At a recent conference in Geneva, the international community endorsed a "solutions strategy" for millions of Afghan refugees and those returning to Afghanistan after years in exile. The plan, drawn up between Afghanistan, Iran, Pakistan and UNHCR, aims to support repatriation, sustainable reintegration and assistance to host countries.
It will benefit refugee returnees to Afghanistan as well as 3 million Afghan refugees, including 1 million in Iran and 1.7 million in Pakistan.
Many of the refugees in Iran have been living there for more than three decades. This photo set captures the lives of some of these exiles, who wait in hope of a lasting solution to their situation.
Many of the more than 5.5 million Afghan refugees who have returned home since 2002 are still struggling to survive. Lack of land, job opportunities and other services, combined with poor security in some places, has caused many returnees to head to urban areas. While cities offer the promise of informal day labour, the rising cost of rental accommodation and basic commodities relegate many returnees to life in one of the informal settlements which have mushroomed across Kabul in recent years. Some families are living under canvases and the constant threat of eviction, while others have gained a toe-hold in abandoned buildings around the city.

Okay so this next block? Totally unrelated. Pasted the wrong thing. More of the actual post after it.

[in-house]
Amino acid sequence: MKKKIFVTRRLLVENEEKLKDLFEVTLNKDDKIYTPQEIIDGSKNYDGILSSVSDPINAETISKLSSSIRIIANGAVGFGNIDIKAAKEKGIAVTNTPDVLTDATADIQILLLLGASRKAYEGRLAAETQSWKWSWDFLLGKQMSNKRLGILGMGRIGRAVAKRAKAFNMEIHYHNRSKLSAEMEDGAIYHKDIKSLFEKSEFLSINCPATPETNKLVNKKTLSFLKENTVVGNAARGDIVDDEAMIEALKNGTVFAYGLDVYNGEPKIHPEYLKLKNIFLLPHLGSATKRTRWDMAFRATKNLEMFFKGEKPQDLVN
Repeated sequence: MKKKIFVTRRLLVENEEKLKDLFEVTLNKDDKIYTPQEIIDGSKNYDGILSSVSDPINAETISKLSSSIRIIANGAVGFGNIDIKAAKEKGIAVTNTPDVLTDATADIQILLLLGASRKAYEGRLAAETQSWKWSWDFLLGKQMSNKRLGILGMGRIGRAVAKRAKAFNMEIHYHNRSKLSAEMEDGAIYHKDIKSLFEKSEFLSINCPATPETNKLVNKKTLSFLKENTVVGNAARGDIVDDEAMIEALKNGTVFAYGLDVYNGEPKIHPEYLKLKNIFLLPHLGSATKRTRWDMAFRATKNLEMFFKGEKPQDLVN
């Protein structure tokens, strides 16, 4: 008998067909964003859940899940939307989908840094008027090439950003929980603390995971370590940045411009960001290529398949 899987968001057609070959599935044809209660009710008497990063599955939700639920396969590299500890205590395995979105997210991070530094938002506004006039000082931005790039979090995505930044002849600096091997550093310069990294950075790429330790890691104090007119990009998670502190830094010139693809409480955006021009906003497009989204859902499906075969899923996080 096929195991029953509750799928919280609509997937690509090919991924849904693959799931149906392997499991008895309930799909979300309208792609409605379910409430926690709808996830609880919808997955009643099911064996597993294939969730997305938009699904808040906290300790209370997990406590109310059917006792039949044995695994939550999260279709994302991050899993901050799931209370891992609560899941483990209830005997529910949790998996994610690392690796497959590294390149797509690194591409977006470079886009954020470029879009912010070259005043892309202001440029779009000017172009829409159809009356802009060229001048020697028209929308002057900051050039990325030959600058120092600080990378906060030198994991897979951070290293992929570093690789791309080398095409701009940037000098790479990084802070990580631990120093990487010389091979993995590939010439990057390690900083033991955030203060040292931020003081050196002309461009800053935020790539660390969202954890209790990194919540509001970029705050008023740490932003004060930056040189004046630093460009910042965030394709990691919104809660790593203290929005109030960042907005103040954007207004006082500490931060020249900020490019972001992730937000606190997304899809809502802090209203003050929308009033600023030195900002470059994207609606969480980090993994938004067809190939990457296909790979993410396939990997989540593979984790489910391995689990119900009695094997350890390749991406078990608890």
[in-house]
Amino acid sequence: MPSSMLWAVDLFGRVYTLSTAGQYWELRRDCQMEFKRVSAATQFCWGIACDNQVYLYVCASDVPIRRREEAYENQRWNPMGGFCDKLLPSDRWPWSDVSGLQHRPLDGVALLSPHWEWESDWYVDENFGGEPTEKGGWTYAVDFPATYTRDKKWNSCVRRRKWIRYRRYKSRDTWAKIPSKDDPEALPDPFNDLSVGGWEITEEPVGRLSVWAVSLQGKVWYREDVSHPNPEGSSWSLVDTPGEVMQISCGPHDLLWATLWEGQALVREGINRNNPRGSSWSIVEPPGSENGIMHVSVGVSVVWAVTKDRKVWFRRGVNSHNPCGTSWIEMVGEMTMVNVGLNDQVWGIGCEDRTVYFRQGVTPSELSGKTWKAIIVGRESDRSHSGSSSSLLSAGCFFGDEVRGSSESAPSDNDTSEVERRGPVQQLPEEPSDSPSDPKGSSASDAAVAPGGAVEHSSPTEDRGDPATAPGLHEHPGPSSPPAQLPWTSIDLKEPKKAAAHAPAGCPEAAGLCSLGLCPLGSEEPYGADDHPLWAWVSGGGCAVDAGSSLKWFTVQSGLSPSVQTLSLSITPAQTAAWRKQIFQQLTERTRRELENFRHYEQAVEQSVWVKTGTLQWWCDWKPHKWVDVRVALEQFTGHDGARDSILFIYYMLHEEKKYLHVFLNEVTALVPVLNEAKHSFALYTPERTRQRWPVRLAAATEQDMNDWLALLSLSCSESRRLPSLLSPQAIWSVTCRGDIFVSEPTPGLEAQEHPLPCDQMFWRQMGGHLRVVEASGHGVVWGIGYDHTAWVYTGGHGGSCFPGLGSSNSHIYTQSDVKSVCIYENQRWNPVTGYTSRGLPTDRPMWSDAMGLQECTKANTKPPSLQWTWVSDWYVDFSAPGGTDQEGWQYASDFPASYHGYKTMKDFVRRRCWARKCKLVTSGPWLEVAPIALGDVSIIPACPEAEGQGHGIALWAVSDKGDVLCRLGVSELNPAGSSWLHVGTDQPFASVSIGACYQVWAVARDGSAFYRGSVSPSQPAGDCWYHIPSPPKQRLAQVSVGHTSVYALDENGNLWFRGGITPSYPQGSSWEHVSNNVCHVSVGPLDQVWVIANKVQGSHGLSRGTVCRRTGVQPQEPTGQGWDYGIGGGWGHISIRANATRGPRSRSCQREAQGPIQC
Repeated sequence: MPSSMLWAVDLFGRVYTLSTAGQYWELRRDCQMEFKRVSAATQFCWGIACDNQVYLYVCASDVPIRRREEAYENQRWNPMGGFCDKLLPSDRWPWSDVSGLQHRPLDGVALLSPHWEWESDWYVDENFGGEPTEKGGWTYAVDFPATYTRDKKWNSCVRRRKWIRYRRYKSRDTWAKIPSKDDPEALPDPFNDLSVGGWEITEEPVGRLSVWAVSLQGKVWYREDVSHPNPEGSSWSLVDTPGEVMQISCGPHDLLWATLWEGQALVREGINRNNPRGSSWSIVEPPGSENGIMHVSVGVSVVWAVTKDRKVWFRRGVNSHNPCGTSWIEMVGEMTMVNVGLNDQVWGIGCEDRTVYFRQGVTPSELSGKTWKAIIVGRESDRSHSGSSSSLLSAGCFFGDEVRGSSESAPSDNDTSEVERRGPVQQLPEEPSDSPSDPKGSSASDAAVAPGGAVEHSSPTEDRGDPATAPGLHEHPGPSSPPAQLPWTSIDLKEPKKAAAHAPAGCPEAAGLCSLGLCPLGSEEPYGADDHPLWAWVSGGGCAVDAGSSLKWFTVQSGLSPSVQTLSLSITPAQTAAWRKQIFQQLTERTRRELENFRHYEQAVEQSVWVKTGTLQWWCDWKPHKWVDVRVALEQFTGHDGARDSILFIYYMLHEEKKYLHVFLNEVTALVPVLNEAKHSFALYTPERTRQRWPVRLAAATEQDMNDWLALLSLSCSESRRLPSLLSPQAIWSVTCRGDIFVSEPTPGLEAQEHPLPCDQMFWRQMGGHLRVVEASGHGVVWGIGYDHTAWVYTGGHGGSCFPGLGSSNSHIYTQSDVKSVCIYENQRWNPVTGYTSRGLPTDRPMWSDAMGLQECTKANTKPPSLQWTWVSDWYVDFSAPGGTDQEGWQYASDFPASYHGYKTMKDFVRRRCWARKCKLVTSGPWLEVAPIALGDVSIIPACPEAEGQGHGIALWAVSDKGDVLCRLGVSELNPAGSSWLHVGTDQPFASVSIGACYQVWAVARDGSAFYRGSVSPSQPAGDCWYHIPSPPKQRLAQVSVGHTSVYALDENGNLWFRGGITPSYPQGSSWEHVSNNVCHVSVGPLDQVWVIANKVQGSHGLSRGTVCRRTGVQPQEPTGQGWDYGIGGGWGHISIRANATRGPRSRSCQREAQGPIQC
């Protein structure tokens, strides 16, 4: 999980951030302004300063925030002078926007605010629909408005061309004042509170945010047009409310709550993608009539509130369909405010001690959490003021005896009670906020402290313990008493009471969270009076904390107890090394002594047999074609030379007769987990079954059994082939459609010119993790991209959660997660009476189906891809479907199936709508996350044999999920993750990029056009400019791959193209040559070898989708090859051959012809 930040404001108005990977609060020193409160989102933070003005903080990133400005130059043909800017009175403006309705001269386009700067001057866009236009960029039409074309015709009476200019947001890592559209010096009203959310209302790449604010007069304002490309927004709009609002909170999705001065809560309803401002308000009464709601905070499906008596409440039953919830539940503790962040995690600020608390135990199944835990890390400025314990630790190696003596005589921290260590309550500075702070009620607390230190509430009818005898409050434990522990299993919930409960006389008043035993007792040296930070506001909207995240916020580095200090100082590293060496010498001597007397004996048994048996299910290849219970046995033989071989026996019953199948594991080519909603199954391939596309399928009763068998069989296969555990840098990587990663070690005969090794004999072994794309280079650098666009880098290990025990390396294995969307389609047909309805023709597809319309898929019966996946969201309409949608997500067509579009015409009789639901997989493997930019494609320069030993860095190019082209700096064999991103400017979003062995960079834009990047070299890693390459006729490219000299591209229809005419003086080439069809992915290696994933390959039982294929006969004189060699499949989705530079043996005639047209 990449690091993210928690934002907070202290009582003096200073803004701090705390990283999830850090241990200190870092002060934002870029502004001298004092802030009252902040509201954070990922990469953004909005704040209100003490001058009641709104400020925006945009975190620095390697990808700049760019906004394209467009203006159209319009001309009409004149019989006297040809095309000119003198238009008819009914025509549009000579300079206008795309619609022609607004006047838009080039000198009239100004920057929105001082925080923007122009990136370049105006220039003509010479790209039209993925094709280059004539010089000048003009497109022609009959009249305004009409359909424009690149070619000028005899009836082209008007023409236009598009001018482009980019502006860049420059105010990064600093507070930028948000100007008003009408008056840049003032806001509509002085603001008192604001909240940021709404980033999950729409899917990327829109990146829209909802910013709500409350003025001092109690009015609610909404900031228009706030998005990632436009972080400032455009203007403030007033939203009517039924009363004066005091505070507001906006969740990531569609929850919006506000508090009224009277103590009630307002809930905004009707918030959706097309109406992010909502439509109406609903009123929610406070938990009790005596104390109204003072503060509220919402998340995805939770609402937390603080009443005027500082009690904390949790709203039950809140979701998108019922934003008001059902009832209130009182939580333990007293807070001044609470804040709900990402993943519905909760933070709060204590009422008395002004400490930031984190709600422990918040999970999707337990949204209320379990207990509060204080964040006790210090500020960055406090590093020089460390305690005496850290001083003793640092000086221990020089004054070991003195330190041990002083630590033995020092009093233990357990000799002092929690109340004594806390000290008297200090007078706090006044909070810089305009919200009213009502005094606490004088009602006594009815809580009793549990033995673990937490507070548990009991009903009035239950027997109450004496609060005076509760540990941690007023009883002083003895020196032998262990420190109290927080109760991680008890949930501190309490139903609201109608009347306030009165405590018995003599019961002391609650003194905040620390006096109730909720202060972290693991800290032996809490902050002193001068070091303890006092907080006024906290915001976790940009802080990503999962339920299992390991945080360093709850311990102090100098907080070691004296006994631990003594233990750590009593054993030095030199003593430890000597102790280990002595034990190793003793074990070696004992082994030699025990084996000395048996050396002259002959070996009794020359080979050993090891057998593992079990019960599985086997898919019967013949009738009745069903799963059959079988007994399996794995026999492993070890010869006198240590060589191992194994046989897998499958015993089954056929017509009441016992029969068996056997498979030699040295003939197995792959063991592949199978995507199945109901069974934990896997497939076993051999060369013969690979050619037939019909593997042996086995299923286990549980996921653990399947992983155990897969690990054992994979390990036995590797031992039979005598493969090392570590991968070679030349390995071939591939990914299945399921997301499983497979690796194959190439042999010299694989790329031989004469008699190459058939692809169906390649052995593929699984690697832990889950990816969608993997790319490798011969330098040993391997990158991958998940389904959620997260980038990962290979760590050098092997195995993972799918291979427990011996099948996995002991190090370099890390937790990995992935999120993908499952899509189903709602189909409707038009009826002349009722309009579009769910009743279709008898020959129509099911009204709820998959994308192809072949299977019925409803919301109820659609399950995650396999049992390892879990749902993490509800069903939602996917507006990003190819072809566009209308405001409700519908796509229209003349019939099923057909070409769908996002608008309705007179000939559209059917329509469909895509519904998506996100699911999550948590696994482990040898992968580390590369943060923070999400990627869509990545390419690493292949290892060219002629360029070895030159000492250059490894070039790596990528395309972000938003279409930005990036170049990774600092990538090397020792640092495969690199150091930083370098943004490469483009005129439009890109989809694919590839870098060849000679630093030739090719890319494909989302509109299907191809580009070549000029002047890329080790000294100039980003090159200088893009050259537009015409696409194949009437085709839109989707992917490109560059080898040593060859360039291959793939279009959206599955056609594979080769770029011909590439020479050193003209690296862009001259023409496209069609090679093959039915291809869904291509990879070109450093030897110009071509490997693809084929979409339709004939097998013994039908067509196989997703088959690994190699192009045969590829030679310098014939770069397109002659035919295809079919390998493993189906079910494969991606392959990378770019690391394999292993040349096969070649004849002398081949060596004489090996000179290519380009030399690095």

UNHCR gives humanitarian assistance to the most vulnerable, and is currently rallying support from donors and humanitarian and development agencies to redouble efforts to help returning refugees reintegrate in Afghanistan.
UNHCR Goodwill Ambassador Angelina Jolie in March 2011 returned to Afghanistan. On her second trip to the country, the acclaimed actress called for greater focus to be put on the reintegration of former refugees. More than 5.5 million refugees have returned since 2002, mainly from Pakistan and Iran, and now make up 20 per cent of the population. UNHCR is concerned that too many of these refugees continue to live without jobs, shelter and other basic needs.
Jolie caught up with several families she had met in 2008, still living in a dilapidated warehouse in Kabul. She was moved to see the families struggling to survive in the cold damp building. Children spend their days washing cars for money instead of attending school; the old and sick told Jolie of their pain to be such a burden on the young.
The actress also visited returned refugees living on the Alice Ghan and Barikab land allocation schemes north of Kabul. The returnees told her they were grateful for their houses but needed help with livelihoods. Jolie also visited Qala Gadu village, where she is funding the construction of a girls' primary school.